Useful aminoplast resins have at least one pendant alpha, beta-unsaturated carbonyl group per molecule or oligomer. These unsaturated carbonyl groups can be acrylate, methacrylate, or acrylamide type groups. Examples of such materials include v'-(hydroxymcthyl)acrylamidc. /V.A'-oxydimcthylcnc- bisacrylamide, ortho- and /vyra-acrylamidomcthylatcd phenol, acrylamidomethylated phenolic novolac, and combinations thereof. These materials are further described in U. S. Pat. Nos. 4,903,440 and 5,236,472 (both to Kirk et al.).

Isocyanurate derivatives having at least one pendant acrylate group and isocyanate derivatives having at least one pendant acrylate group are further described in U. S. Pat. No. 4,652,274 (Boettcher et al.). An example of one isocyanurate material is the triacrylate of tris(hydroxyethyl) isocyanurate.

Epoxy resins have one or more epoxy groups that may be polymerized by ring opening of the epoxy group(s). Such epoxy resins include monomenc epoxy resins and oligomeric epoxy resins.

Examples of useful epoxy resins include 2,2-bis[4-(2,3-epoxypropoxy)-phenyl propane] (diglycidyl ether of bisphenol) and materials available as EPON 828, EPON 1004, and EPON 1001F from Momentive Specialty Chemicals, Columbus, Ohio; and DER-331, DER-332, and DER-334 from Dow Chemical Co., Midland, Michigan. Other suitable epoxy resins include glycidyl ethers of phenol formaldehyde novolac commercially available as DEN-431 and DEN-428 from Dow Chemical Co.

Epoxy resins can polymerize via a cationic mechanism with the addition of an appropriate cationic curing agent. Cationic curing agents generate an acid source to initiate the polymerization of an epoxy resin. These cationic curing agents can include a salt having an onium cation and a halogen containing a complex anion of a metal or metalloid. Other curing agents (e g., amine hardeners and guanidines) for epoxy resins and phenolic resins may also be used.

Other cationic curing agents include a salt having an organometallic complex cation and a halogen containing complex anion of a metal or metalloid which are further described in U. S. Pat. No. 4,751,138 (Turney et al.). Another example is an organometallic salt and an onium salt is described in U. S. Pat. No. 4,985,340 (Palazzotto et al ); U. S. Pat. No. 5,086,086 (Brown-Wensley et al.); and U. S. Pat. No. 5,376,428 (Palazzotto et al.). Still other cationic curing agents include an ionic salt of an organometallic complex in which the metal is selected from the elements of Periodic Group IYB, VB, VIB, VIIB and V1IIB which is described in U. S. Pat. No. 5,385,954 (Palazzotto et al.).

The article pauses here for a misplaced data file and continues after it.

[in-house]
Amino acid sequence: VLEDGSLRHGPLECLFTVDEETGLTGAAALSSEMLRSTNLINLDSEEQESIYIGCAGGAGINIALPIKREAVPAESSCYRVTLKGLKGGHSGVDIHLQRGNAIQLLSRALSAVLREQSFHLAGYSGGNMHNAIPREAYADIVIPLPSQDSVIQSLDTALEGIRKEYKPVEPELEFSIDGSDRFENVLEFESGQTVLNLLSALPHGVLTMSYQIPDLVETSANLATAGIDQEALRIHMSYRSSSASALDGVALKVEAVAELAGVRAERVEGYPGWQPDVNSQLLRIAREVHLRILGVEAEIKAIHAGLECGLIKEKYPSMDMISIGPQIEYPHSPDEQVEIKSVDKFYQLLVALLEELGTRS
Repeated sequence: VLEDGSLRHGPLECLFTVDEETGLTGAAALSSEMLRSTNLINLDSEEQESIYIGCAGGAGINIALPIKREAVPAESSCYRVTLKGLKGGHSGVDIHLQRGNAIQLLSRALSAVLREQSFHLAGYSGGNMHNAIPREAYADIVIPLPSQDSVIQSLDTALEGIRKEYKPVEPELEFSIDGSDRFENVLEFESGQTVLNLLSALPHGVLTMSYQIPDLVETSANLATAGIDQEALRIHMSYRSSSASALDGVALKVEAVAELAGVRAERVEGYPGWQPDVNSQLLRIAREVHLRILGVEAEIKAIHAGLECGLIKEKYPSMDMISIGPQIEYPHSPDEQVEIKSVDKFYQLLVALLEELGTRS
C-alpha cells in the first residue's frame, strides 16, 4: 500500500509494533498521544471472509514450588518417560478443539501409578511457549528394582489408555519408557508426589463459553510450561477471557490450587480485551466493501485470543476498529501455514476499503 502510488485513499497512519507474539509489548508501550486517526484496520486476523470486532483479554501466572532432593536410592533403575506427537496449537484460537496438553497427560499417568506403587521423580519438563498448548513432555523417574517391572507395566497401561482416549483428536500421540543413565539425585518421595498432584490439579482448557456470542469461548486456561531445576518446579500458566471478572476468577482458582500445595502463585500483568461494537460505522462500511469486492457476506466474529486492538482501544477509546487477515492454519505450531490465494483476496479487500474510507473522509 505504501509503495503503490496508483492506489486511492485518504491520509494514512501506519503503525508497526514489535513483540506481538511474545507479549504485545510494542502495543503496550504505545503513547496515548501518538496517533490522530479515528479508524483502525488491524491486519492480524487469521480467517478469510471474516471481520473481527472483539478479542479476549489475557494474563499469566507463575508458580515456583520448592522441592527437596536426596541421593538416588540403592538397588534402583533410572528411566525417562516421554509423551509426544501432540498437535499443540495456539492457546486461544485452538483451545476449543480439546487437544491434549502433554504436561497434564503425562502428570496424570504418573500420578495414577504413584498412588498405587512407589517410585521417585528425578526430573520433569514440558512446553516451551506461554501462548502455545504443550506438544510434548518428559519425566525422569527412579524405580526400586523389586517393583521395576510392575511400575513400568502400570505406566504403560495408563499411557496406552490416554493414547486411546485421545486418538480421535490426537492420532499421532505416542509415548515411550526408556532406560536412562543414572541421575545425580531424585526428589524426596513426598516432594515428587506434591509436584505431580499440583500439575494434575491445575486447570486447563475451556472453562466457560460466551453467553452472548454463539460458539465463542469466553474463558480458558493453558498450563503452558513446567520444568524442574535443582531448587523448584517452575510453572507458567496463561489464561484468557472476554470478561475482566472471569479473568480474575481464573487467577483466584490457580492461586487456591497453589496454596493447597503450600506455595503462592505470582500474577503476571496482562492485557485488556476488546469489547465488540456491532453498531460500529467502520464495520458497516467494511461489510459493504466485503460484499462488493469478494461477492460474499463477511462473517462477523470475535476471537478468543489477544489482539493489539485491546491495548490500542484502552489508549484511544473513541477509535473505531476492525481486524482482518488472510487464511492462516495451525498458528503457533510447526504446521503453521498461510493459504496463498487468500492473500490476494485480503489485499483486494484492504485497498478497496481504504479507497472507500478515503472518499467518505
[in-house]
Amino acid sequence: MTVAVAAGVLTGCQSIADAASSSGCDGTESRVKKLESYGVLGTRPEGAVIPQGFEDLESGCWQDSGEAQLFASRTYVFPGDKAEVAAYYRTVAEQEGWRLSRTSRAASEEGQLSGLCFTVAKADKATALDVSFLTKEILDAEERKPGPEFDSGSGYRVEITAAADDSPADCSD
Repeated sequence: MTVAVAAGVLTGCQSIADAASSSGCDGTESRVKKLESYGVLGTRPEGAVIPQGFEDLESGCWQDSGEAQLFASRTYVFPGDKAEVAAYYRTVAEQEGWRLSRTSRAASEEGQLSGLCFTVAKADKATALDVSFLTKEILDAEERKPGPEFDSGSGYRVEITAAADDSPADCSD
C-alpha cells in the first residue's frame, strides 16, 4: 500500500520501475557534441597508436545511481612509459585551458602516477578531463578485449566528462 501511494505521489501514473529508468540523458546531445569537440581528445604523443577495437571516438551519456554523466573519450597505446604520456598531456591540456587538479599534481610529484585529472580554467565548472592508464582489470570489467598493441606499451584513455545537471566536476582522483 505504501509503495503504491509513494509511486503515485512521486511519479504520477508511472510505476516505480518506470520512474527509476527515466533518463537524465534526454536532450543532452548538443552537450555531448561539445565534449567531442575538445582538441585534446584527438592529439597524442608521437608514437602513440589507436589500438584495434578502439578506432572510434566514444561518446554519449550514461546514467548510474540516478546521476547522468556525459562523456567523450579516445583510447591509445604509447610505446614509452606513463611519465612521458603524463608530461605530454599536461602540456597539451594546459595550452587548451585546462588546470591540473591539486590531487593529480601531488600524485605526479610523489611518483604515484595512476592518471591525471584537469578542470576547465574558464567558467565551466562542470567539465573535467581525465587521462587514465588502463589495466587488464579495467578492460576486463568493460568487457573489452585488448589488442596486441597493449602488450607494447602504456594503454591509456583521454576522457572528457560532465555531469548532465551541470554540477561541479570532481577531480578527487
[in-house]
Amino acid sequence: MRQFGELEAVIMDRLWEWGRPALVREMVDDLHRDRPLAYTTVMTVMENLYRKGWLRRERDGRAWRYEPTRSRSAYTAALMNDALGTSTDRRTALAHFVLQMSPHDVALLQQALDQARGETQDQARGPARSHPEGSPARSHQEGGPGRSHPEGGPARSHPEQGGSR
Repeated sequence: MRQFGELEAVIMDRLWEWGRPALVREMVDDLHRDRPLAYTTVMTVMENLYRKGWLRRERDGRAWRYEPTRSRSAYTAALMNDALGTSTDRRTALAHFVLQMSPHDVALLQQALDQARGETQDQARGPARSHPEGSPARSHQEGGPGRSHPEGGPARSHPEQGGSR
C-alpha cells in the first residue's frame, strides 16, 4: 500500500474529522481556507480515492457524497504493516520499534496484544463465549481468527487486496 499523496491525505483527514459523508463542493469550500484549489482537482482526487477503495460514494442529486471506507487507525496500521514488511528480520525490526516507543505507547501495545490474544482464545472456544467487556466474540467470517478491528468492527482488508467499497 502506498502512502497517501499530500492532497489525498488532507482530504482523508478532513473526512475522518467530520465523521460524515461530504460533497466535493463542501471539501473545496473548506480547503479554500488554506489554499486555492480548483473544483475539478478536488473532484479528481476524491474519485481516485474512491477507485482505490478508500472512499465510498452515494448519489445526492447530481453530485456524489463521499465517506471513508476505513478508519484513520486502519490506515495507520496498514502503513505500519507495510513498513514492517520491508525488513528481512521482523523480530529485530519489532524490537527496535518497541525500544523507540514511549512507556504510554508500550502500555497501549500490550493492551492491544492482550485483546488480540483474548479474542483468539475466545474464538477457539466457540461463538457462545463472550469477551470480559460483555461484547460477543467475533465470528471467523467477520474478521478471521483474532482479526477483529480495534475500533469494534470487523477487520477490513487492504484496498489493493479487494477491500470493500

Examples of free radical thermal initiators include peroxides, e.g., benzoyl peroxide and azo compounds. Compounds that generate a free radical source if exposed to actinic electromagnetic radiation are generally termed photoinitiators. Examples of photoinitiators include benzoin and its derivatives such as a-methylbenzoin; a-phenylbenzoin; a-allylbenzoin; a-benzylbenzoin; benzoin ethers such as benzil dimethyl ketal (e.g., as commercially available as IRGACURE 651 from Ciba Specialty Chemicals, Tarrytown, New York), benzoin methyl ether, benzoin ethyl ether, benzoin n-butyl ether; acetophenone and its derivatives such as 2 -hydroxy-2 -methyl- 1 -phenyl- 1-propanone (e.g., as DAROCUR 1173 from Ciba Specialty Chemicals) and 1 -hydroxy cyclohexyl phenyl ketone (e.g., as IRGACURE 184 from Ciba Specialty Chemicals); 2-methyl-l-[4-(methylthio)phenyl]-2-(4-morpholinyl)-l-propan one (e.g., as IRGACURE 907 from Ciba Specialty Chemicals; 2-benzyl-2-(dimethylamino)-l-[4-(4- morpholinyl)phenyl]-l-butanone (e.g., as IRGACURE 369 from Ciba Specialty Chemicals). Other useful photoinitiators include, for example, pivaloin ethyl ether, anisoin ethyl ether, anthraquinones (e.g., anthraquinone, 2-ethylanthraquinone, 1-chloroanthraquinone, 1,4-dimethylanthraquinone, 1- methoxyanthraquinone, or benzanthraquinone), halomethyltriazines, benzophenone and its derivatives, iodonium salts and sulfonium salts, titanium complexes such as bis(q 5 -2,4-cyclopentadien-l-yl)-bis[2,6- difluoro-3-(lH-pyrrol-l-yl)phenyl]titanium (e.g., as CGI 784DC from Ciba Specialty Chemicals);